Thailand: China tour packages record 20% price hike
Tour packages to Thailand for Chinese visitors surged in price by 20% because of few tours and high demand, according to the Tourism Authority of Thailand (TAT).
Chuwit Sirivejkul, TAT regional director for marketing in East Asia, said with pent-up demand from the Chinese market, most tourists will opt for independent travel as the Chinese government still does not allow tour operators to conduct outbound group tours.
The limited amount of tour packages is a result of fewer flight connections between the countries and unprepared tour agents in China, he said. The price of packages is 20% higher on average than the rate before the pandemic, said Mr Chuwit.
He said many airlines are working to increase flights in the first quarter.
At present, there are 344,446 confirmed seats with an 85% load factor on each flight from China, which could help carry 320,397 Chinese tourists to Thailand by March, said Mr Chuwit.
He said tourism operators in secondary cities could benefit from Chinese tourists, particularly repeat visitors who would seek unique destinations they never visited.
Mr Chuwit said challenges remain regarding preparedness, such as developing a good attitude towards Chinese tourists, Chinese language skills and online payment platforms compatible for users from China.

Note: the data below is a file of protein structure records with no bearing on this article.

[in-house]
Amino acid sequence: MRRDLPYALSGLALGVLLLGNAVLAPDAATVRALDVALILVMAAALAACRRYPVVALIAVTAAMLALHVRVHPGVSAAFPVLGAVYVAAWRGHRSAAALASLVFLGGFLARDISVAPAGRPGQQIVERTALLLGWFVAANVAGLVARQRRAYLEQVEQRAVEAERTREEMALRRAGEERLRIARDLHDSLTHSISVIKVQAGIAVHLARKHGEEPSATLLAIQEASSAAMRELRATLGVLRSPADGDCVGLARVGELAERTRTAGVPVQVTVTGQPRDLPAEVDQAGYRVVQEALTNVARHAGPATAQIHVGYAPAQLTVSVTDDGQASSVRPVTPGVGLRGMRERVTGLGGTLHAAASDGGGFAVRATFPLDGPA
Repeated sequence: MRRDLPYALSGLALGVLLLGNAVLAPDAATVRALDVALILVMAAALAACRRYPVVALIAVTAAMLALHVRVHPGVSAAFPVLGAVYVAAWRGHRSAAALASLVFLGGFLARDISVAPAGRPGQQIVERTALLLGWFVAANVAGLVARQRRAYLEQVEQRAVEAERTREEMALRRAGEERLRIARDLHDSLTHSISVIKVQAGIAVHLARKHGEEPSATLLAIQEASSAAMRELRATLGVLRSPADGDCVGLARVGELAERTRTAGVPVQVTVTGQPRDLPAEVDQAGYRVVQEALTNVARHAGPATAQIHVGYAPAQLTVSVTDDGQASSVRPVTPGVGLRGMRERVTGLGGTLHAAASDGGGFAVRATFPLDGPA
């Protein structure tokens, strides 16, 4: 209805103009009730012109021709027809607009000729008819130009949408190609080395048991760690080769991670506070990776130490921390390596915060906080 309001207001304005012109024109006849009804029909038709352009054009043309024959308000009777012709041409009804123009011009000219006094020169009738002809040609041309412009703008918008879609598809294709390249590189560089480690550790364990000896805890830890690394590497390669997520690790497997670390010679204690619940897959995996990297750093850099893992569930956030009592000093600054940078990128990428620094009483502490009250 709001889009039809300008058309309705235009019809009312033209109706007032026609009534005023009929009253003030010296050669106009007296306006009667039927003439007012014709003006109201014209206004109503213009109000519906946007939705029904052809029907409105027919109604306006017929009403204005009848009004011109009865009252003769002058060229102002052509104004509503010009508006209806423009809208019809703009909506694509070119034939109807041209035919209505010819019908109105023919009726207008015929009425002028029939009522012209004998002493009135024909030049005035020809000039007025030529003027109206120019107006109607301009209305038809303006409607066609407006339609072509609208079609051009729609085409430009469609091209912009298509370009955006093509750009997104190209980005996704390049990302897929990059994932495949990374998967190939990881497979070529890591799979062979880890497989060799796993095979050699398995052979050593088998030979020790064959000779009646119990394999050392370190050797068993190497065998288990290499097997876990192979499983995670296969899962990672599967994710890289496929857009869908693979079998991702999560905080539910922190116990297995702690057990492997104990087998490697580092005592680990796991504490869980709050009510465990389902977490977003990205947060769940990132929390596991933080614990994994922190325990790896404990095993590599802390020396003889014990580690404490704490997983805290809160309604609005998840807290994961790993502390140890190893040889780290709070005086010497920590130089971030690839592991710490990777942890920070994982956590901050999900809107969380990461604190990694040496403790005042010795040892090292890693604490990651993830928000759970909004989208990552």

“Today is a good opportunity to develop our supply ahead of competitors,” he said.
The TAT plans to launch a tourism campaign called “China is back” to lure more tourists with high purchasing power.
The agency also wants to work with popular Chinese travel platforms such as Trip.com, Fliggy and Qunar to stimulate the market, said Mr Chuwit.
Speaking at an online conference hosted by the Thai Hotels Association, the TAT urged Thai hotels to prepare by using Chinese social media for direct sales, including WeChat and Douyin, and enable online payment services such as Alipay, UnionPay and WeChatPay.
Nonglux Yooyendee, director of TAT’s Shanghai office, said more Chinese tourists are looking for inclusive packages that combine local experiences with accommodation and flights.
Boonrapee Damrongrat, director of TAT’s Guangzhou office, said hotels have to redesign their services to match individual demand, particularly the family segment, such as developing hotel apps that can customise services for each guest, preparing activities like game rooms and children’s playgrounds.
Rungtip Bookkhuntod, director of TAT’s Kunming office, said a number of Chinese travellers are also expected to visit by land and sea via caravan tours, river cruises and high-speed trains.
The agency is helping tour agents in China to offer caravan and cruise tour packages, as well as those taking the Kunming-Vientiane high-speed rail in the second quarter, when Beijing is expected to allow cross-border train travel.